Once the legendary team of Roberto Clemente, Bill Mazeroski, and “Pops” Willie Stargell, the Pittsburgh Pirates in recent years have come to achieve a different sort of celebrity. In 2011 they logged their 19th consecutive losing season—more than any major professional sports team in North America. Yet Robert Nutting ’84, who became the team’s principal owner in 2007, believes he can restore the Pirates to their former glory.
As head of the 122-year-old Wheeling, W.Va.-based Ogden Newspapers, Nutting has always felt an affinity for the 125-year-old Pirates franchise less than 50 miles away. “They needed a tremendous amount of work,” he recalls. “But I’ve always enjoyed the challenge of working with businesses that were broken and finding opportunities to fix and rebuild them.”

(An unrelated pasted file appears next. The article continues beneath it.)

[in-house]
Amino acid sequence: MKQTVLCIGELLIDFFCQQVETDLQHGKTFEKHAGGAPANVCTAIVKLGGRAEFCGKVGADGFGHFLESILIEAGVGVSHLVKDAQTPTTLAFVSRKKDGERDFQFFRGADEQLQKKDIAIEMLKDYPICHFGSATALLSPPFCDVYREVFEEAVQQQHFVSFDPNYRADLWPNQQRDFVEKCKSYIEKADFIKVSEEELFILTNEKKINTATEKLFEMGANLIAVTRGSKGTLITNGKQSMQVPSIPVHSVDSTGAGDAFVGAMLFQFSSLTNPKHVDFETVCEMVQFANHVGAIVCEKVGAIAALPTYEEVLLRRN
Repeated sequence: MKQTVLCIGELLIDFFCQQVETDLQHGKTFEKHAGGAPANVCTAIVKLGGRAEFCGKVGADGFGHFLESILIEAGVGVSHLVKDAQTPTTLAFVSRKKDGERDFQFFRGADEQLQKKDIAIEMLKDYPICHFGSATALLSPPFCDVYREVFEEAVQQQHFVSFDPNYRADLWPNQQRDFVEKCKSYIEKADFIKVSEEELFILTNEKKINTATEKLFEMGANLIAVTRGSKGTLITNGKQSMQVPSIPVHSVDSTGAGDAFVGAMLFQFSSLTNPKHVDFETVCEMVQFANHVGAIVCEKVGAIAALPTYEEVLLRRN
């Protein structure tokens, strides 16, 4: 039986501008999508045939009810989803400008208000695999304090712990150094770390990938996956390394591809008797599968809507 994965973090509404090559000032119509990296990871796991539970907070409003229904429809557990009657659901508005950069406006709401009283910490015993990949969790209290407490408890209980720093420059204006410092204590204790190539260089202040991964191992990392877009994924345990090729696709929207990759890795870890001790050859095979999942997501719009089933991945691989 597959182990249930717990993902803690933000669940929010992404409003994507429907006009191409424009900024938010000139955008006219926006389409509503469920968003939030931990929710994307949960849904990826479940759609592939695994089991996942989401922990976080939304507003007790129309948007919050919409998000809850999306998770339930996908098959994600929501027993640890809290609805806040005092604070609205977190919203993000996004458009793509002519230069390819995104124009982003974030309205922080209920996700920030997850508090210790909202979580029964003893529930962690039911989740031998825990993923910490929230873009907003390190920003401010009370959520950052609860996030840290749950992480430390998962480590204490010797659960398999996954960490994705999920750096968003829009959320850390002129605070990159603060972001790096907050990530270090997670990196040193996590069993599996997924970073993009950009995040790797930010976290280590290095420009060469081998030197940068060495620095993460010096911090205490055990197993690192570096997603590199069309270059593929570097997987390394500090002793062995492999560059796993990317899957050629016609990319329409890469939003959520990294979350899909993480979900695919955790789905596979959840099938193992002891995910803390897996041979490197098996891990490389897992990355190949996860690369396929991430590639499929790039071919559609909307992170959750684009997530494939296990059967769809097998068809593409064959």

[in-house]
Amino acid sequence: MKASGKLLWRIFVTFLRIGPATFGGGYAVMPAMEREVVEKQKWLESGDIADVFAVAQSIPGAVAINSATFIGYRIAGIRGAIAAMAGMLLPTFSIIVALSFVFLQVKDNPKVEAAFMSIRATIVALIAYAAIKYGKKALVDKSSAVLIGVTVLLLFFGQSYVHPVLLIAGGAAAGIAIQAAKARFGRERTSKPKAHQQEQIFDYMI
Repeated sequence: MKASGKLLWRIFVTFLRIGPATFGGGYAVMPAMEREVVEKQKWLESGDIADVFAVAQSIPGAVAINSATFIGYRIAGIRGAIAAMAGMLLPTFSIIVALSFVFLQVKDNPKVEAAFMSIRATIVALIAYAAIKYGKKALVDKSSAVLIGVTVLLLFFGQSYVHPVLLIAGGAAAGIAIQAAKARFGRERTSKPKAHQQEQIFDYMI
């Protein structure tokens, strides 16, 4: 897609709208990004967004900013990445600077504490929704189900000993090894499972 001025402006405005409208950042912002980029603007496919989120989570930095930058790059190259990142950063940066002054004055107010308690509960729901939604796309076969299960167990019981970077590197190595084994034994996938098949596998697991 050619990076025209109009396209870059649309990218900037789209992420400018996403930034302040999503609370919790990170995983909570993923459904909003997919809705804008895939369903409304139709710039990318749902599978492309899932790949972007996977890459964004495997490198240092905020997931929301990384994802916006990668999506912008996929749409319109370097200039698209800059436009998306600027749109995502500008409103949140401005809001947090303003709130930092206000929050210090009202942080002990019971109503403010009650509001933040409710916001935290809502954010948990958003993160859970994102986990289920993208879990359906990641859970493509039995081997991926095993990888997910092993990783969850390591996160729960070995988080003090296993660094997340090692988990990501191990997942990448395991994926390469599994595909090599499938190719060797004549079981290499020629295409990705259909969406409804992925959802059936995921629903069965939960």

To that end, Nutting has focused on drafting talented amateurs over buying high-priced superstars and to redirect money to player development. He built a training and education facility in the Dominican Republic to attract up-and-coming Latino players and signed Rinku Singh and Dinesh Patel—the first Indian citizens to sign a contract with an American sports team—after spotting the two in a “Million Dollar Arm” baseball-pitching contest overseas.
After flirting with first place in the National League’s Central Division in 2011 but fading down the stretch, the Pirates had a 38-34 record as of June 26 this year and were in second place in their division. The team welcomed more fans in 2011—1.94 million—than in any other year in the previous decade. And, true to his promise at the start of the 2012 season, Nutting opened his wallet to sign All-Star centerfielder Andrew McCutchen and made a trade for pitcher A.J. Burnett.
“I brought long-term, strategic goals to the Pirates,” Nutting says, “and my hope is to build something my kids are proud of.”